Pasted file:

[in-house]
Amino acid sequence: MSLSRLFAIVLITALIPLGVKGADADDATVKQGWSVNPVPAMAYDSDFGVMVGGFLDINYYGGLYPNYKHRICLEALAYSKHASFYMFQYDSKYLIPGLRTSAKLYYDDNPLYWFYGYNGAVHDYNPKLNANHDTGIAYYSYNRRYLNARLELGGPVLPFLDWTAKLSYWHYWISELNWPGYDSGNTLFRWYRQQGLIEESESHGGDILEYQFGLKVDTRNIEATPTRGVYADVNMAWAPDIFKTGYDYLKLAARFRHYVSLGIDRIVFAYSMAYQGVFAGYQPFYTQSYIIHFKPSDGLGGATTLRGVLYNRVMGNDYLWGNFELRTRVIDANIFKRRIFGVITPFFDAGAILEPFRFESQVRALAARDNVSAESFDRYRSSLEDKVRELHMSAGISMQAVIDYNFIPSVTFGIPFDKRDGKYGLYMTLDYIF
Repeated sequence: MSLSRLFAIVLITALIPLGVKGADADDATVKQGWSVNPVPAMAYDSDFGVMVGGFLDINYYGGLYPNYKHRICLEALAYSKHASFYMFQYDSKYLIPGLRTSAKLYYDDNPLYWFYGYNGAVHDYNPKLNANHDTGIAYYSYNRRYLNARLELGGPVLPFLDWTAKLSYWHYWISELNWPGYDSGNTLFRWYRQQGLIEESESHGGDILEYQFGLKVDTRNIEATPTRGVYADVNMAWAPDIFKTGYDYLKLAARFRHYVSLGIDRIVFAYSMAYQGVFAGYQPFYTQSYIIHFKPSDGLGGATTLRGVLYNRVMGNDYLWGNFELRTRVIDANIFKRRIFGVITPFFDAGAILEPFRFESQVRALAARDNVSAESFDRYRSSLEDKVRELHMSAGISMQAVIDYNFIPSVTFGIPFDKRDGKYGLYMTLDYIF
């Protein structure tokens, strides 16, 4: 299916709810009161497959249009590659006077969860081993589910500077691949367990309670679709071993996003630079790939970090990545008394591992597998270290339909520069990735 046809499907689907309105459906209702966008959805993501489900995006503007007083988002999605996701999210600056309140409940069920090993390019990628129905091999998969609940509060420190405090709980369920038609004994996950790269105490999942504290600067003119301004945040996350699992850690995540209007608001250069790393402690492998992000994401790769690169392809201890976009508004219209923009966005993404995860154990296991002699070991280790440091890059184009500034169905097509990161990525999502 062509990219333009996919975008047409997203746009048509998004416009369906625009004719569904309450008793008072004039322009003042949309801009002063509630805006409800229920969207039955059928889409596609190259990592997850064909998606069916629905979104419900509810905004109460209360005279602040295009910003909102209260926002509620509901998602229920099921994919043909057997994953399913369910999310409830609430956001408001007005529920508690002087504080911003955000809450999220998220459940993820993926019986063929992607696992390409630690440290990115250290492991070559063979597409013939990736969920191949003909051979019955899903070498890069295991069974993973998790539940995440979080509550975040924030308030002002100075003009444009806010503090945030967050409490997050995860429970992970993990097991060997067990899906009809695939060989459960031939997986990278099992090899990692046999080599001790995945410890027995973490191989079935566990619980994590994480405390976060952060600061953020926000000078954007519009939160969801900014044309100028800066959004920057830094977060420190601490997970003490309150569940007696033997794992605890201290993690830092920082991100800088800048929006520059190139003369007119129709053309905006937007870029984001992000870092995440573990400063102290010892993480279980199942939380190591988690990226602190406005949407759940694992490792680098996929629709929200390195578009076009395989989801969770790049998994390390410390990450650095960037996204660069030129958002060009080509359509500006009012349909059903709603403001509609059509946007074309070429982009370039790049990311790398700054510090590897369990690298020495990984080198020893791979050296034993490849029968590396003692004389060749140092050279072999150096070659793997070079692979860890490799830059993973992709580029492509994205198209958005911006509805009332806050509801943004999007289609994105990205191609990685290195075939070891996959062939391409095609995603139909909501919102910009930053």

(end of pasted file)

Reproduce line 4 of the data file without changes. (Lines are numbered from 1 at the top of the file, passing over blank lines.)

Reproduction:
């Protein structure tokens, strides 16, 4: 299916709810009161497959249009590659006077969860081993589910500077691949367990309670679709071993996003630079790939970090990545008394591992597998270290339909520069990735 046809499907689907309105459906209702966008959805993501489900995006503007007083988002999605996701999210600056309140409940069920090993390019990628129905091999998969609940509060420190405090709980369920038609004994996950790269105490999942504290600067003119301004945040996350699992850690995540209007608001250069790393402690492998992000994401790769690169392809201890976009508004219209923009966005993404995860154990296991002699070991280790440091890059184009500034169905097509990161990525999502 062509990219333009996919975008047409997203746009048509998004416009369906625009004719569904309450008793008072004039322009003042949309801009002063509630805006409800229920969207039955059928889409596609190259990592997850064909998606069916629905979104419900509810905004109460209360005279602040295009910003909102209260926002509620509901998602229920099921994919043909057997994953399913369910999310409830609430956001408001007005529920508690002087504080911003955000809450999220998220459940993820993926019986063929992607696992390409630690440290990115250290492991070559063979597409013939990736969920191949003909051979019955899903070498890069295991069974993973998790539940995440979080509550975040924030308030002002100075003009444009806010503090945030967050409490997050995860429970992970993990097991060997067990899906009809695939060989459960031939997986990278099992090899990692046999080599001790995945410890027995973490191989079935566990619980994590994480405390976060952060600061953020926000000078954007519009939160969801900014044309100028800066959004920057830094977060420190601490997970003490309150569940007696033997794992605890201290993690830092920082991100800088800048929006520059190139003369007119129709053309905006937007870029984001992000870092995440573990400063102290010892993480279980199942939380190591988690990226602190406005949407759940694992490792680098996929629709929200390195578009076009395989989801969770790049998994390390410390990450650095960037996204660069030129958002060009080509359509500006009012349909059903709603403001509609059509946007074309070429982009370039790049990311790398700054510090590897369990690298020495990984080198020893791979050296034993490849029968590396003692004389060749140092050279072999150096070659793997070079692979860890490799830059993973992709580029492509994205198209958005911006509805009332806050509801943004999007289609994105990205191609990685290195075939070891996959062939391409095609995603139909909501919102910009930053």